Yoshihide Suga: Japan’s new prime Minister

By Agency Reporter

Japanese Chief Cabinet Secretary Yoshihide Suga, a loyal aide to outgoing Prime Minister Shinzo Abe, is certain to succeed him.

On Monday, the 71 year-old Suga won a landslide victory in a ruling party leadership election.

He requires parliamentary approval to replace Abe this week.

Suga, 71, who has said he will pursue Abe’s key economic and foreign policies, won 377 votes out of 534 votes cast, and 535 possible votes, in the Liberal Democratic Party (LDP) election by the party’s members of parliament and representatives of its 47 local chapters.

Rival Shigeru Ishiba, a former defence minister, won 68 votes and ex-foreign minister Fumio Kishida got 89.

Suga is virtually certain to be elected prime minister in the parliamentary vote on Wednesday because of the LDP’s majority in the lower house. He will serve out Abe’s term as party leader through September 2021.

Suga thanked Abe and vowed to push ahead with reforms. Abe, Japan’s longest-serving premier, said last month that he would resign because of ill health, ending nearly eight years in office.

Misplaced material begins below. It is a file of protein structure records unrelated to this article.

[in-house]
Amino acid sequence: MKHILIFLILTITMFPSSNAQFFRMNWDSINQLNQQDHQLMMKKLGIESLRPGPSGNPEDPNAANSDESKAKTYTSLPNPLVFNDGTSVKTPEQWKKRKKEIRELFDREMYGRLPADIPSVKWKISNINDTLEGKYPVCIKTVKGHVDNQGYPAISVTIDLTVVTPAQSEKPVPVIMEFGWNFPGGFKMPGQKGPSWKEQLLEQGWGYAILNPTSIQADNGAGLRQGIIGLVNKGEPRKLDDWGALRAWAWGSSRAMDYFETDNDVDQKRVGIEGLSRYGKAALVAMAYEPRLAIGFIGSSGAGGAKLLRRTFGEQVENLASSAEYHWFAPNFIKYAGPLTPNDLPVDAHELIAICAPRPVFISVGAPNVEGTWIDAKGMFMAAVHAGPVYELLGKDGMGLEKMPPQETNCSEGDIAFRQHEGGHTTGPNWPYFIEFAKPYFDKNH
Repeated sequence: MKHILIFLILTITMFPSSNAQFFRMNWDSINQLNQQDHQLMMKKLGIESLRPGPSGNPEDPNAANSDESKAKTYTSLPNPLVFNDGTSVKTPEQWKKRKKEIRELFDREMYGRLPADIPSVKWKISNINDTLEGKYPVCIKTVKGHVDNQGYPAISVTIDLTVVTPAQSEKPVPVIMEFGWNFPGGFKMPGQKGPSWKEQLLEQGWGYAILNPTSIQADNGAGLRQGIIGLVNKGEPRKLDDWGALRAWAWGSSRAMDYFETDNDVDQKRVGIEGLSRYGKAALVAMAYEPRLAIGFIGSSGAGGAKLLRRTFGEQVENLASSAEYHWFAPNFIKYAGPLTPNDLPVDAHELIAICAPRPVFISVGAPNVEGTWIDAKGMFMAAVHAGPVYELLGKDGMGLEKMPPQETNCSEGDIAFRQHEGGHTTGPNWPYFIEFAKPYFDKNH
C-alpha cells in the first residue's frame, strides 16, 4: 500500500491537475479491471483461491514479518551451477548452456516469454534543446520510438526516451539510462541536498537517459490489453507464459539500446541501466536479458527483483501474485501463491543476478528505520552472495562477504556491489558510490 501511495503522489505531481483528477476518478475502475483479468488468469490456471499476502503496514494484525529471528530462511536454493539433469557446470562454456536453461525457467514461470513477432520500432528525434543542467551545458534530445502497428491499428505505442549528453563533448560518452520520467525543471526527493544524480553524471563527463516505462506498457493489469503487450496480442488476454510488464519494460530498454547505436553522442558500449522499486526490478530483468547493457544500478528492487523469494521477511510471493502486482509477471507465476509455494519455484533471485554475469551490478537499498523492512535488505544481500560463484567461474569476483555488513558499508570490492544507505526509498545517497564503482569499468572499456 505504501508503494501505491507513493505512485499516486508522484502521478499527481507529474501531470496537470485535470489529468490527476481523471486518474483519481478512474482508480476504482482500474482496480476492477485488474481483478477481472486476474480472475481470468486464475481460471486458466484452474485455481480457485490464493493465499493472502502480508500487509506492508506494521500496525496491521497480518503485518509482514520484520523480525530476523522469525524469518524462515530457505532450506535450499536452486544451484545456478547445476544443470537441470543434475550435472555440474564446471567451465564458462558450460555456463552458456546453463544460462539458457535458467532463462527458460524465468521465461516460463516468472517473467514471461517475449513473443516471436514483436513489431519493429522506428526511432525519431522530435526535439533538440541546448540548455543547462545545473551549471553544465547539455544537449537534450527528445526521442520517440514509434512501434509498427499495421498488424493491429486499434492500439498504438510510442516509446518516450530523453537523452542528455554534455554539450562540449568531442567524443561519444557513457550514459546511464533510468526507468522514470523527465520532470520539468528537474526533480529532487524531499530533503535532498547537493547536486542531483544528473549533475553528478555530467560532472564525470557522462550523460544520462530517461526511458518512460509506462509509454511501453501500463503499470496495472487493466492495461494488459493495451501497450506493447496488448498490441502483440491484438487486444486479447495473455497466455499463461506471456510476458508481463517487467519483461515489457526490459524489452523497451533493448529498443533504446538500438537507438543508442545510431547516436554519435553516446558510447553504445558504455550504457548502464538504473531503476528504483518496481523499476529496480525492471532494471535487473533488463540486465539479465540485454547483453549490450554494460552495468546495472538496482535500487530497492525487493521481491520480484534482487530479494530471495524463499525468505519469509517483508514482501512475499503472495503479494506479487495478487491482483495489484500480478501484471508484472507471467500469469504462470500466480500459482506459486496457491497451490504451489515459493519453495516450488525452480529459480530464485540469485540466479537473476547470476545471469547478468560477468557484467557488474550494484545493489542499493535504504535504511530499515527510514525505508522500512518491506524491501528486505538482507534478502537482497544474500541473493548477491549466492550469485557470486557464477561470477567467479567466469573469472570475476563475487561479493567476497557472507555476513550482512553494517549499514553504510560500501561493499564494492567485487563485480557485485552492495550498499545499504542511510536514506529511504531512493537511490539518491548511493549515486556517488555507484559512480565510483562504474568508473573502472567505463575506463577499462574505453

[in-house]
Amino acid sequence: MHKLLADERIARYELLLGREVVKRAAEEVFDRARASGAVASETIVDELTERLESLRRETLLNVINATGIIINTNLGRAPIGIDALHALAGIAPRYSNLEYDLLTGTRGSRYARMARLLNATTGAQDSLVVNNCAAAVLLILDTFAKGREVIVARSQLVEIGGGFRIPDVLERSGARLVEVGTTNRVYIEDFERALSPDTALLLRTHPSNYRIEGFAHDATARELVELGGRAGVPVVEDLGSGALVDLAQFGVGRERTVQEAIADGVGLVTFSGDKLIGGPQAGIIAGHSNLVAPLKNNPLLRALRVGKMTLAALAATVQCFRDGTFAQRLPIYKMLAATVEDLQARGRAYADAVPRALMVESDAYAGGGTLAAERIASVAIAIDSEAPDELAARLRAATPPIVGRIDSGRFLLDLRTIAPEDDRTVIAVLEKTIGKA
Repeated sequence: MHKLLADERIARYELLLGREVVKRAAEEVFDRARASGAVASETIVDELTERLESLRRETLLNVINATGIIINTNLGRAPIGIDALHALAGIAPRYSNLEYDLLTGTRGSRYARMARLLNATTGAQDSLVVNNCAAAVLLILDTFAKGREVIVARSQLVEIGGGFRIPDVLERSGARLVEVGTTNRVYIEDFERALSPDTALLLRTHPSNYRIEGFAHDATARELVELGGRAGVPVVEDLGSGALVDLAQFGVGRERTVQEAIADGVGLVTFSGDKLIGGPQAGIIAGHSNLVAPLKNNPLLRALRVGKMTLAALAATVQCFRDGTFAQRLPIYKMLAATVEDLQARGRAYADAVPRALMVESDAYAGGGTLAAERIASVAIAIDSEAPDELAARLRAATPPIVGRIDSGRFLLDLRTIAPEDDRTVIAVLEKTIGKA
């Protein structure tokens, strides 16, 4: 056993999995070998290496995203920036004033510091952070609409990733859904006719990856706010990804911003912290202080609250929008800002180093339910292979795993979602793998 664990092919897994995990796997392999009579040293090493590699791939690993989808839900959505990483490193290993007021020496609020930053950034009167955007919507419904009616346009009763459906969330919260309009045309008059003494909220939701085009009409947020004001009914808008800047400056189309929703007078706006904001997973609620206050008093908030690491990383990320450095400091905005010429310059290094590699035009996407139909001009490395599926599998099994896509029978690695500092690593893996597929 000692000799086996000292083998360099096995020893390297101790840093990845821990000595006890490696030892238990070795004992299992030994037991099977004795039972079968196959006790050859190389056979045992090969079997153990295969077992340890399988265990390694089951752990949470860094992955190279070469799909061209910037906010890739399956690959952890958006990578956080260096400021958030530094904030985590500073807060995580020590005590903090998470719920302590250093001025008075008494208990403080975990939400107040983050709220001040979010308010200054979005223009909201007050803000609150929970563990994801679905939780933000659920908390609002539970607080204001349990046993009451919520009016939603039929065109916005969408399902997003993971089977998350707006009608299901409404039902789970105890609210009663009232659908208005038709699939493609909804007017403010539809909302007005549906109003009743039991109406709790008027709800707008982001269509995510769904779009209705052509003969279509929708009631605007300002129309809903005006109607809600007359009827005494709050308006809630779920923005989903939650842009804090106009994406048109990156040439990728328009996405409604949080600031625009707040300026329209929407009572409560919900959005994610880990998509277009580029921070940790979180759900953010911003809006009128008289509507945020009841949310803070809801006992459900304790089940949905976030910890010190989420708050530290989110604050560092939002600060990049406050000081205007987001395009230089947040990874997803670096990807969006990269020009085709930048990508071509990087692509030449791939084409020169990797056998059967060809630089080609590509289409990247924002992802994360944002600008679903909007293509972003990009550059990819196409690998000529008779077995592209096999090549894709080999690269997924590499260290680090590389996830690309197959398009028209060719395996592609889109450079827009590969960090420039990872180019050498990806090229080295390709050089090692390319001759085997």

“I was born as the oldest son of a farmer in Akita,” Suga said.

“Without any knowledge or blood ties, I launched into the world of politics, starting from zero – and have been able to become leader of the LDP, with all its traditions and history.”

“I will devote all of myself to work for Japan and its citizens,” he added.

Suga has said he would continue Abe’s signature “Abenomics” strategy of hyper-easy monetary policy, government spending and reforms while juggling the problems of COVID-19 and a slumping economy, and confronting longer-term issues such as Japan’s ageing population and low birth rate.

Japanese manufacturers remained pessimistic for a 14th straight month in September, a Reuters poll showed, underlining the huge challenge the next leader faces.

Suga, whose resume is thin on diplomatic experience, faces geopolitical challenges such as building ties with the winner of the Nov. 3 U.S. presidential election and balancing concern over China’s maritime aggressiveness with bilateral economic